Medicaid is the primary form of state financial support for GME. While data on Medicaid GME funding is limited and varies across states, the Association of American Medical Colleges reports that at least 42 states and the District of Columbia made payments in 2018.
States have flexibility in how they can use Medicaid dollars to fund GME positions. Some states fund GME through supplemental payments, and some include it in the base rate for teaching hospitals. Though hospitals are the leading recipient of Medicaid GME funding, states may choose to fund GME positions at other types of training sites or facilities and incentivize training in rural areas.
According to the medical colleges association, ambulatory care centers in two states (Florida, Idaho), medical schools in three states (Florida, Minnesota, Tennessee), and individual teaching physicians in at least four states (Florida, Iowa, Nevada, South Carolina) received Medicaid GME payments in 2018. Broadening Medicaid GME funding to a variety of training sites might support clinical training for specialties and geographical areas facing GME shortages.
New Mexico received approval in 2020 to provide Medicaid GME funding to federally qualified health centers and rural health clinics as training sites to increase rural access to care. New Mexico’s Medicaid GME program also includes a rural training track that allows residents to complete most of their residency in a rural area, with necessary rotations in urban areas.
Incentives for Rural Clinical Training
States are incentivizing GME opportunities in rural areas through tax credits to preceptors, loan forgiveness and repayment programs, and partnerships with medical schools.
States commonly offer income tax credits for physicians who provide uncompensated preceptorship training to medical students. Colorado offers an annual $1,000 tax credit to preceptors working in federally designated health professional shortage areas.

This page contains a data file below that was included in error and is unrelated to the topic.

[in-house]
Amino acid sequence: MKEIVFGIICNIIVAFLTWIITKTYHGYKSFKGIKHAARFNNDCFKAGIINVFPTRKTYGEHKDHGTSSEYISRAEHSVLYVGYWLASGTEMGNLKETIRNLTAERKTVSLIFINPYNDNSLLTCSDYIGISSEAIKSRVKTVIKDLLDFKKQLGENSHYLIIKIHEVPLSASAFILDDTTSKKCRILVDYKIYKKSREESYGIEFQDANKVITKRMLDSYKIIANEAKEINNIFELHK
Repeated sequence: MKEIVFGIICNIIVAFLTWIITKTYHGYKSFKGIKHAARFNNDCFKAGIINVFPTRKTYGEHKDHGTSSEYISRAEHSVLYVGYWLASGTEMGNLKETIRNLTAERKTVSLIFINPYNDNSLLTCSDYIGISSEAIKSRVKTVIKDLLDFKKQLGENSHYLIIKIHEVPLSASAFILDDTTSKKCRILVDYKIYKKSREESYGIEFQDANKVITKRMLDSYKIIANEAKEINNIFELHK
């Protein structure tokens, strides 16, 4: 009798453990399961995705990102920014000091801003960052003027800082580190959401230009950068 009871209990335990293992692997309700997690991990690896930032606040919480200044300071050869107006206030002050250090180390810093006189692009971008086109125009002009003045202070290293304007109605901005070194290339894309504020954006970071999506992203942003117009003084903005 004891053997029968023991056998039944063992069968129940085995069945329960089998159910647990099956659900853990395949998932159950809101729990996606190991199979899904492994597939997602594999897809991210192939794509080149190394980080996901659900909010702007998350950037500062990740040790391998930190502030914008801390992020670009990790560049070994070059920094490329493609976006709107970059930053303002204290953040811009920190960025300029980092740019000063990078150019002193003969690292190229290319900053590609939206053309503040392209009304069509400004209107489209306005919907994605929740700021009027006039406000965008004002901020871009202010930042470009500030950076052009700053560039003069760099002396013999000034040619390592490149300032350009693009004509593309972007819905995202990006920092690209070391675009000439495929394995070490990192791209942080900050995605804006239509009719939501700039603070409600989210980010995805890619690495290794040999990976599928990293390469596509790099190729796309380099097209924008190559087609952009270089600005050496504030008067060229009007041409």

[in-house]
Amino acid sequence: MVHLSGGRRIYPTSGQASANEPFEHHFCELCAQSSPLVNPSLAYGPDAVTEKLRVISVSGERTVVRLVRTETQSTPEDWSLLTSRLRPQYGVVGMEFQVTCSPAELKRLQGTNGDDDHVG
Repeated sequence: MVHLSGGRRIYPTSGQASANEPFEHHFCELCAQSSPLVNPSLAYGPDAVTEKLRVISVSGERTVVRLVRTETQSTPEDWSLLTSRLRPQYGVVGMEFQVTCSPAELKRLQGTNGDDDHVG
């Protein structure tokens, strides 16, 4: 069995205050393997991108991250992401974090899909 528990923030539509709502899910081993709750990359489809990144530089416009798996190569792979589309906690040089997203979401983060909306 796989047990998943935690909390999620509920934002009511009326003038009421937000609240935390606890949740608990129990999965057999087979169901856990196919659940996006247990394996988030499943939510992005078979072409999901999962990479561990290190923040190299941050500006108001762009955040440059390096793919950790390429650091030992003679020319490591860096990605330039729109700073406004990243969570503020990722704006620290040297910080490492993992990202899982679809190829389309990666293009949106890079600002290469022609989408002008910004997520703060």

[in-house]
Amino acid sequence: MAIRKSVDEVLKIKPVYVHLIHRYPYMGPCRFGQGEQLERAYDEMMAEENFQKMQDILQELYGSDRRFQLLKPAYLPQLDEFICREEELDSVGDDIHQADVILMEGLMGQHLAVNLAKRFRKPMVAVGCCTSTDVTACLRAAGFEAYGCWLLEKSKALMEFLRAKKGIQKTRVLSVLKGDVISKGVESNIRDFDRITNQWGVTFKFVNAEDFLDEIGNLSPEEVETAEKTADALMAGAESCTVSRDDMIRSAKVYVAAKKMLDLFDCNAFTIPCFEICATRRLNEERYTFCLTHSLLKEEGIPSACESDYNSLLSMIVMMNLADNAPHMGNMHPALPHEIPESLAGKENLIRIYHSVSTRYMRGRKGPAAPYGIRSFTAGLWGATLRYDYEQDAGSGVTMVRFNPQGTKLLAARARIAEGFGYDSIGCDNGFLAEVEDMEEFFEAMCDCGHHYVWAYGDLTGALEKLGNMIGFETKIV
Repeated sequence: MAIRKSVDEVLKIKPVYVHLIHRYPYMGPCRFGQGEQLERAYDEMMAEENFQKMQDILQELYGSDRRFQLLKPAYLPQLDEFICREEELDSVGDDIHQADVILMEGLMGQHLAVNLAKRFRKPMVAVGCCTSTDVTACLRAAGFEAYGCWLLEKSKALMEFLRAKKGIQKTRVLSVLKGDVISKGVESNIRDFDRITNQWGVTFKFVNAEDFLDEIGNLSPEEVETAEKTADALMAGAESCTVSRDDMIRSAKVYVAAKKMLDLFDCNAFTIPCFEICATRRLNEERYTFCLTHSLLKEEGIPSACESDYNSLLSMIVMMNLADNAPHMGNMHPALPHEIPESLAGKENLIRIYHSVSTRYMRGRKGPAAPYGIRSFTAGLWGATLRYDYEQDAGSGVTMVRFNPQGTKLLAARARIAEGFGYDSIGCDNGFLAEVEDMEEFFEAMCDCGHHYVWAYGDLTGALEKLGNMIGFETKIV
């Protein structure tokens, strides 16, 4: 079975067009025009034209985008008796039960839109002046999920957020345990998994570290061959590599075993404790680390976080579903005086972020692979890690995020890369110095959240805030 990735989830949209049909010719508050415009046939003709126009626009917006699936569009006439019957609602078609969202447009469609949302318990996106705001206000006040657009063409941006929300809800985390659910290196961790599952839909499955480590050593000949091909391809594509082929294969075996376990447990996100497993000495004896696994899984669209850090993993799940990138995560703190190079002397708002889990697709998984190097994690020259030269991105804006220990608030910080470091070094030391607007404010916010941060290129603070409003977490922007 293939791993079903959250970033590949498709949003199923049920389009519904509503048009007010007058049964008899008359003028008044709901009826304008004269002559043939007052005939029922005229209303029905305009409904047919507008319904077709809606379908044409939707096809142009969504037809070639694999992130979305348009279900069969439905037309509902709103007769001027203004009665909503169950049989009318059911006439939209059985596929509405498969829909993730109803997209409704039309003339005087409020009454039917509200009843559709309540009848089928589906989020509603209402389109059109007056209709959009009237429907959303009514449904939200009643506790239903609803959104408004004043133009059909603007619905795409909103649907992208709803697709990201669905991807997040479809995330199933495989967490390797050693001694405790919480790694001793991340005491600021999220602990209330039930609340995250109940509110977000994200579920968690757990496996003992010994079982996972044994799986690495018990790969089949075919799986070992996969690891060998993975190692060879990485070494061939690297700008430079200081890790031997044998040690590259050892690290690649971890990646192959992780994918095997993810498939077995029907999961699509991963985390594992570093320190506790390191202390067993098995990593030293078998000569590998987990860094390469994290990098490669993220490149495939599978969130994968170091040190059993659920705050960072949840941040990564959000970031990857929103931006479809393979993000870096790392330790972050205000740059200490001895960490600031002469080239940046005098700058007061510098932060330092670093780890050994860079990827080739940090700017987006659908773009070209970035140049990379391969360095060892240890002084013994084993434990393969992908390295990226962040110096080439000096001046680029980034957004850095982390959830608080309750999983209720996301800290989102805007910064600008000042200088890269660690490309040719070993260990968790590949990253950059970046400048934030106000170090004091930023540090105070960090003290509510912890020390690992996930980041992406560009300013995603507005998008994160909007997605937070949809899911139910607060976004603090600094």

As of this year, at least 30 states and Washington, D.C., sponsored loan forgiveness and/or repayment programs to encourage physicians to practice in rural and underserved areas. Programs in Louisiana and Oregon, for example, aim to recruit and retain physicians by offering loan repayment in exchange for a minimum two-year service commitment in a health professional shortage area. Oklahoma funds medical residency and loan repayment programs for physicians practicing in underserved areas through its Tobacco Settlement Endowment Trust.
States may also partner with medical schools. North Dakota collaborated with the University of North Dakota to establish the state’s Health Care Workforce Initiative in 2011. The initiative aims to increase medical student enrollment, prioritize acceptance of rural medical students, create rural-focused residencies and establish tuition forgiveness for students who commit to practice in a rural community.
State legislatures play an important role in expanding access to clinical training for medical school graduates across the country. States’ investments and attention to GME may help address physician shortages in rural and underserved areas.
For more information on Medicaid’s role in GME, watch NCSL’s webinar on the topic.
Rachel Woolworth was an intern with NCSL’s Health Program.
This article is supported by the Health Resources and Services Administration of the U.S. Department of Health and Human Services as part of an award totaling $813,543, with 100% funded by HRSA/HHS. The contents are those of the author(s) and do not necessarily represent the official views of, nor an endorsement by, HRSA, HHS or the U.S. government.